Whooping cough is a very contagious cough illness. It is spread through droplets from the mouth and nose when a person with pertussis coughs, sneezes, or talks. Young infants are at highest risk for severe illness, hospitalization and death from whooping cough.
Shingles, also known as herpes zoster, is a painful skin rash caused by the varicella zoster virus, the same virus that causes chickenpox. Shingles is an illness most commonly found in persons over age 60, but can occur at any age.
Rubella is caused by a virus.
Rubella spreads from person to person through the air. Rubella is contagious but less so than measles and chickenpox.
The incubation period varies from 12 to 23 days (average, 14 days). Symptoms are often mild and may be inapparent up to half of the time.
Pneumococcal disease is caused by Streptococcus pneumoniae, a bacterium. There are more than 90 subtypes. Most subtypes can cause disease, but only a few produce the majority of invasive pneumococcal infections. The 10 most common subtypes cause 62% of invasive disease worldwide.
Pertussis is caused by a bacterium, Bordetella pertussis.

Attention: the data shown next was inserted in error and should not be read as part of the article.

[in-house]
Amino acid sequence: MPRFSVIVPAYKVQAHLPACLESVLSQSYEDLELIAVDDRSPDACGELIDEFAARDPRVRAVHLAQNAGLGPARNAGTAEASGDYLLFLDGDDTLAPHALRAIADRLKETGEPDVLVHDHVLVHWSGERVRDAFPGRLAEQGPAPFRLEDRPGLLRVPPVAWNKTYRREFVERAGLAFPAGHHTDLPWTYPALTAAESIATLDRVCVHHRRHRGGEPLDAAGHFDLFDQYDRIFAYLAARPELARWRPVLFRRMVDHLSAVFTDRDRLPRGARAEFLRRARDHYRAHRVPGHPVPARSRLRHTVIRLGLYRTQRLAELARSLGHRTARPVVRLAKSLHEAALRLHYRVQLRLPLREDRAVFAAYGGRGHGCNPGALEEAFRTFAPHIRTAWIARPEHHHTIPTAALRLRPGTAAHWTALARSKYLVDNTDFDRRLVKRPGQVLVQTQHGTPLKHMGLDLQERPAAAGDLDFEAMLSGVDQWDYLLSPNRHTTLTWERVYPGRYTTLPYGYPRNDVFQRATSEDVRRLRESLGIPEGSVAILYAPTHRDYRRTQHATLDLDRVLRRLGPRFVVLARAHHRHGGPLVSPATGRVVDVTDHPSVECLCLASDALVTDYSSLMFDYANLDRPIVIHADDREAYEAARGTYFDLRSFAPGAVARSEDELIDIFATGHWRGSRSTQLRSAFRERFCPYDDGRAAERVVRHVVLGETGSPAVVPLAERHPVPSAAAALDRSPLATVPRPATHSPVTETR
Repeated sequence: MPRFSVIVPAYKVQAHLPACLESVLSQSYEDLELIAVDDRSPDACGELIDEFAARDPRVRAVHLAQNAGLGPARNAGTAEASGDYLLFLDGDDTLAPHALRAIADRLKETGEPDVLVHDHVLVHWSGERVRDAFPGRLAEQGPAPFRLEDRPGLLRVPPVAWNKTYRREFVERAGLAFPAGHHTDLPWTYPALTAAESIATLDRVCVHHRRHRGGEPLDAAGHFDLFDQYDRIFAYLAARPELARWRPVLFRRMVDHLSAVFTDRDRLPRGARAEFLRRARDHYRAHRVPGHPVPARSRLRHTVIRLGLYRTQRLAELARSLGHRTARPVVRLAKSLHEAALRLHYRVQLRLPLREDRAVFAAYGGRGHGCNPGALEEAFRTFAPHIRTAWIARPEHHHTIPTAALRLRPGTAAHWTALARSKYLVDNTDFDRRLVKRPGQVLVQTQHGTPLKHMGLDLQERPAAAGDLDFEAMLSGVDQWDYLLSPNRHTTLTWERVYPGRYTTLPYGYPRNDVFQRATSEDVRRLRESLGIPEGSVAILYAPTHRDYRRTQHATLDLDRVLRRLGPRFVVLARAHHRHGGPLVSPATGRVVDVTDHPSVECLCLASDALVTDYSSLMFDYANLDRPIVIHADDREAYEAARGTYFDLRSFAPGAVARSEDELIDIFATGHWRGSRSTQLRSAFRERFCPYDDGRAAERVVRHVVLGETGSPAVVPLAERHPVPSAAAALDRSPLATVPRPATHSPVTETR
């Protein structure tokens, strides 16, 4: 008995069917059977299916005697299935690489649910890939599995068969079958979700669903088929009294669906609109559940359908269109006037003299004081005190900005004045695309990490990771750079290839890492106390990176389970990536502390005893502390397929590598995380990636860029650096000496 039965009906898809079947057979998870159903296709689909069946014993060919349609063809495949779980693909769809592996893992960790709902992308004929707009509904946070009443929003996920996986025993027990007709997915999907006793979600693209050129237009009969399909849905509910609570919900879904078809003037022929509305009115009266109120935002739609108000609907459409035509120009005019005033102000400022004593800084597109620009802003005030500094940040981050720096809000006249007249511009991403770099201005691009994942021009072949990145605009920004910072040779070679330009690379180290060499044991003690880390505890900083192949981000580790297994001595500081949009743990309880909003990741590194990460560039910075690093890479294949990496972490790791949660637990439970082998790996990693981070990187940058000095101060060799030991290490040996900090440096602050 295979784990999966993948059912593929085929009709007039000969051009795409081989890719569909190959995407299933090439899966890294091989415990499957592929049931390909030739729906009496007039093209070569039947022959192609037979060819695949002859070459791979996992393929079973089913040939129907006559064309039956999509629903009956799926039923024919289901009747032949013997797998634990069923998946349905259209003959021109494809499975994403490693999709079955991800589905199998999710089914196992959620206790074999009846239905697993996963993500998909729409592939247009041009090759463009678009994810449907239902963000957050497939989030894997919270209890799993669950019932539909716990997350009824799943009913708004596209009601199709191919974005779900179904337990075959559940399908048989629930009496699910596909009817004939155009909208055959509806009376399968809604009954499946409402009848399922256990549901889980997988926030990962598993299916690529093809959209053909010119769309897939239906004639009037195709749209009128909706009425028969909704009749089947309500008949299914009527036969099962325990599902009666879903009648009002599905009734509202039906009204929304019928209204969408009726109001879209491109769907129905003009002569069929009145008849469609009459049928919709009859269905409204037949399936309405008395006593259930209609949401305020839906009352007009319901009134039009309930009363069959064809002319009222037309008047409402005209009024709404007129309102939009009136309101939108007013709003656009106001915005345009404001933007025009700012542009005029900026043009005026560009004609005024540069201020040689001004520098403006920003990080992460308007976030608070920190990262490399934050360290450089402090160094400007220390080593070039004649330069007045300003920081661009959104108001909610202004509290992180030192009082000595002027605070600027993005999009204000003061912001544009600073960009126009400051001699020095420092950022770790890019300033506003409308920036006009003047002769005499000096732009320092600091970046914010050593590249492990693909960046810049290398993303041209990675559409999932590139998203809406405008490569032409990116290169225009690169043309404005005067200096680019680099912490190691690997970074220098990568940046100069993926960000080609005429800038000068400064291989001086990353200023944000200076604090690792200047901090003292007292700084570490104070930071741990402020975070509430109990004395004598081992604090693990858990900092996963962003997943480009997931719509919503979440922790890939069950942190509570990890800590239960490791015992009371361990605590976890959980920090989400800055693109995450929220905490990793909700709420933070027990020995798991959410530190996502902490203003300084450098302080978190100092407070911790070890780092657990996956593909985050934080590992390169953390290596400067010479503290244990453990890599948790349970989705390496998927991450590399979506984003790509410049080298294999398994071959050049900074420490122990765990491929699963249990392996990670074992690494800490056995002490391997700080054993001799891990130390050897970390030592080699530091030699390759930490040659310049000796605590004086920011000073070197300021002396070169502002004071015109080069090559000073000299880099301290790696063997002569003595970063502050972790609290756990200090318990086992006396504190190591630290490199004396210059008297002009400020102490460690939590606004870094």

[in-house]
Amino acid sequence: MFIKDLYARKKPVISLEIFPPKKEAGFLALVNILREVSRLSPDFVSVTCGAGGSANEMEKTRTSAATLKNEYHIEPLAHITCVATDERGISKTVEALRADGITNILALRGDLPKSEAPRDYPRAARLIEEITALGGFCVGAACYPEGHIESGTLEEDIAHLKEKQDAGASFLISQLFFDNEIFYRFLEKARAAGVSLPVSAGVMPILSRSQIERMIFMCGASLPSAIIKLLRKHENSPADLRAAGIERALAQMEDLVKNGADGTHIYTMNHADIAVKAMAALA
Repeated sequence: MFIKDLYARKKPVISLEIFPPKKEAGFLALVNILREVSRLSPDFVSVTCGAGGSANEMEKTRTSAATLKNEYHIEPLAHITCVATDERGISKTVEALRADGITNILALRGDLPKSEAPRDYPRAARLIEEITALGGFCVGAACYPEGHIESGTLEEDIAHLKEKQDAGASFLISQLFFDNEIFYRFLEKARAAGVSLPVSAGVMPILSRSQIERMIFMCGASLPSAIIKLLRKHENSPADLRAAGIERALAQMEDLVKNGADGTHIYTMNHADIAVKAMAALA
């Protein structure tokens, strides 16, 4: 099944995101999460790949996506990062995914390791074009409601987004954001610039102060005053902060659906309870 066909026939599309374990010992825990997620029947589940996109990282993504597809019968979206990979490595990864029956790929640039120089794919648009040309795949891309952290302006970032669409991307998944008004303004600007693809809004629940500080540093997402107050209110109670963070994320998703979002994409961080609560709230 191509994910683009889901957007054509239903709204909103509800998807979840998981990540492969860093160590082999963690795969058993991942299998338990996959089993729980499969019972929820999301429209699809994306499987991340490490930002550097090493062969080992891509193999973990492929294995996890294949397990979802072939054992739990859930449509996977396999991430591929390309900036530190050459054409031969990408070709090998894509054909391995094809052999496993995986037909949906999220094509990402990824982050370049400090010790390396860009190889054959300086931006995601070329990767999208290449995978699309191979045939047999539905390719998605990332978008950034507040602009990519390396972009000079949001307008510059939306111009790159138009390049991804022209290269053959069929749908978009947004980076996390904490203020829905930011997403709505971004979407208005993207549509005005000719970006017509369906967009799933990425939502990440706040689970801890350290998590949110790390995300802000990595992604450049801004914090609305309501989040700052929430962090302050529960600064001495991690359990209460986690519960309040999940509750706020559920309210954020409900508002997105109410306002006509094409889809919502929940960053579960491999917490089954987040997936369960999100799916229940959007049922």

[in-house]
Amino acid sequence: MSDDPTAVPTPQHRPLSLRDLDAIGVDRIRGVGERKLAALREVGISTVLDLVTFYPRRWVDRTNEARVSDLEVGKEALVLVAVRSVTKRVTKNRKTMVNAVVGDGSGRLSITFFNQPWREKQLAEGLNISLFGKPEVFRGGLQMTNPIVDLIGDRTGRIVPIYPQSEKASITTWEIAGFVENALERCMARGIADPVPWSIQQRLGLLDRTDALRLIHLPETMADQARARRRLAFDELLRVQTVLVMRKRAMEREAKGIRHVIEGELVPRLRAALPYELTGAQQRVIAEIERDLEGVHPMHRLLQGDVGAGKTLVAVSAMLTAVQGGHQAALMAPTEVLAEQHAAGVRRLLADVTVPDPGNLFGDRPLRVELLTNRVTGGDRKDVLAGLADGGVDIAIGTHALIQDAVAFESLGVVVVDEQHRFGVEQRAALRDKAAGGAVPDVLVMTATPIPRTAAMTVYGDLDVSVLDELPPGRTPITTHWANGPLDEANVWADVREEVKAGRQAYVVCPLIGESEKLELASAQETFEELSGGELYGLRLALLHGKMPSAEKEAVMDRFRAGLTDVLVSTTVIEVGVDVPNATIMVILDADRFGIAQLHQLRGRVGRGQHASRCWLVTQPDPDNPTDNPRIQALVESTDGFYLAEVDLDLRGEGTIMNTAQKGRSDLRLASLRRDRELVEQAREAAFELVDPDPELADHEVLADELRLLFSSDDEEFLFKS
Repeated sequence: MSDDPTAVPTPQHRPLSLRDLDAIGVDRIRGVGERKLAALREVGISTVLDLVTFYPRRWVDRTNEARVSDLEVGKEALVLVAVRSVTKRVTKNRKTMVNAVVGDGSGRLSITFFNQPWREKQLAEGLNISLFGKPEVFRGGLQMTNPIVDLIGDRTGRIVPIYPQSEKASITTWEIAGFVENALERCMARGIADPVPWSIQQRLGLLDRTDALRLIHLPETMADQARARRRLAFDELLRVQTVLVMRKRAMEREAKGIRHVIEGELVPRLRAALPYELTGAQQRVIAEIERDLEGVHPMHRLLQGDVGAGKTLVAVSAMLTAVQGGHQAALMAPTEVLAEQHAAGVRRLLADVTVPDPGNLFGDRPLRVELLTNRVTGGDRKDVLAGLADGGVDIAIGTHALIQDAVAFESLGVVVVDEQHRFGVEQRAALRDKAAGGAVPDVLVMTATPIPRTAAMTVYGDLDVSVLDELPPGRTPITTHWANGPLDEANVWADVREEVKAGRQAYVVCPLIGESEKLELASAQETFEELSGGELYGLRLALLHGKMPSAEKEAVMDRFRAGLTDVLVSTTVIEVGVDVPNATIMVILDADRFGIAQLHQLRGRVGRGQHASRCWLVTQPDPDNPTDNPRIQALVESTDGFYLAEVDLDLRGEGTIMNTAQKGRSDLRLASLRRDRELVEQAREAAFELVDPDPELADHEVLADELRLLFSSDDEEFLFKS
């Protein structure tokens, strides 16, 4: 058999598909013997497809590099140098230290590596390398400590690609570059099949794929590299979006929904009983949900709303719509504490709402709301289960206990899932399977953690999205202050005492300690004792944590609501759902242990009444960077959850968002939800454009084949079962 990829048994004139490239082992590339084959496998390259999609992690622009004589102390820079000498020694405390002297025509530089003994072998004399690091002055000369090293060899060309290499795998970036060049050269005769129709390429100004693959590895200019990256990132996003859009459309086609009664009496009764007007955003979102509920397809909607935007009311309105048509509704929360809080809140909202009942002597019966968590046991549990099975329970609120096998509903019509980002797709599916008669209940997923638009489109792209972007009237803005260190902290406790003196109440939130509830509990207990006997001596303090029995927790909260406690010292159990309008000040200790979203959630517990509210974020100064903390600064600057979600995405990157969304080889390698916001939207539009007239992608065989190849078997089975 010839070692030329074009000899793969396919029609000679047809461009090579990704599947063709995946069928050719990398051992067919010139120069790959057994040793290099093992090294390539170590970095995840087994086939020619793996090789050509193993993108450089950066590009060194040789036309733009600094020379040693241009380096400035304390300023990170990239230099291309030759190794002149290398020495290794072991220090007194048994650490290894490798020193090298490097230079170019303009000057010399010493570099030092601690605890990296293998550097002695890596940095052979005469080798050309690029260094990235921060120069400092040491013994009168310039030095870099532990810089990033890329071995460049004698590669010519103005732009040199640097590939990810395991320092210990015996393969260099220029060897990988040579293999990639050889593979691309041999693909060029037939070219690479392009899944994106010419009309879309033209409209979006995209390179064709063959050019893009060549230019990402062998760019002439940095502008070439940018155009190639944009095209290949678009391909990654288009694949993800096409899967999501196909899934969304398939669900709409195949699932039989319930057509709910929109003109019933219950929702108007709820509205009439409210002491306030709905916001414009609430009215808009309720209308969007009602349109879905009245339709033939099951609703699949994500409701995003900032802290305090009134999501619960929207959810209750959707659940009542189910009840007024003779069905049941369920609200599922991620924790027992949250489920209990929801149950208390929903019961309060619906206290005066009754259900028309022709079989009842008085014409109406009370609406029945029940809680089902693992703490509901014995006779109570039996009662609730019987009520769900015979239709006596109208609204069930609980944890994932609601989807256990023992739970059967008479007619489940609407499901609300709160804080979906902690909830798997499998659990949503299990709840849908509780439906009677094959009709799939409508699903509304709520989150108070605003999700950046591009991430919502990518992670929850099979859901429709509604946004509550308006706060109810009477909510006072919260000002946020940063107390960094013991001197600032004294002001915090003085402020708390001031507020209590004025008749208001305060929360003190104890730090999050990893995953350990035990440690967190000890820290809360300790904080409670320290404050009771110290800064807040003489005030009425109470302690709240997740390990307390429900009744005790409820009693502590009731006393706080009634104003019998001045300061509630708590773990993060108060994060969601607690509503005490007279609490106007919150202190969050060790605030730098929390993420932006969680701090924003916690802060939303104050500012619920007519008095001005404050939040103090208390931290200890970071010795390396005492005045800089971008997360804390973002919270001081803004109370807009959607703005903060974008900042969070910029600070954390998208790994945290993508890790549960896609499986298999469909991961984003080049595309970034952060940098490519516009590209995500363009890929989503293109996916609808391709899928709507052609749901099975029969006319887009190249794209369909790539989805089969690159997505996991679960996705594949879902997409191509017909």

Pertussis is spread through the air by infectious droplets and is highly contagious.
The incubation period of pertussis is commonly seven to 10 days, with a range of 5-21 days.
Pertussis disease can be divided into three stages:
Meningococcal disease is caused by the bacterium Neisseria meningitidis. This bacterium has at least 13 different subtypes. Five of these subtypes, A, B, C, Y, and W-135, cause almost all invasive disease. The relative importance of these five subgroups depends on geographic location and other factors.
Measles is caused by a virus.
Measles is spread through the air by infectious droplets and is highly contagious.
It takes an average of 10-12 days from exposure to the first symptom, which is usually fever. The measles rash doesn't usually appear until approximately 14 days after exposure, 2-3 days after the fever begins.
Chickenpox is caused by a virus, the varicella-zoster virus.
Chickenpox spreads from person to person by direct contact or through the air by coughing or sneezing. It is highly contagious. It can also be spread through direct contact with the fluid from a blister of a person infected with chickenpox, or from direct contact with a sore from a person with shingles.
Mumps is caused by a virus. In children, mumps is usually a mild disease. Adults may have more serious disease and more complications.
Due to good immunization coverage, mumps is now rare in the United States. An estimated 212,000 cases occurred in 1964, while only 258 cases were reported in 2004. In 2006, outbreaks of mumps occurred in 45 states and the District of Columbia, primarily on college campuses. During January 1-October 7, 2006, 5,783 confirmed or probable cases of mumps were reported to CDC.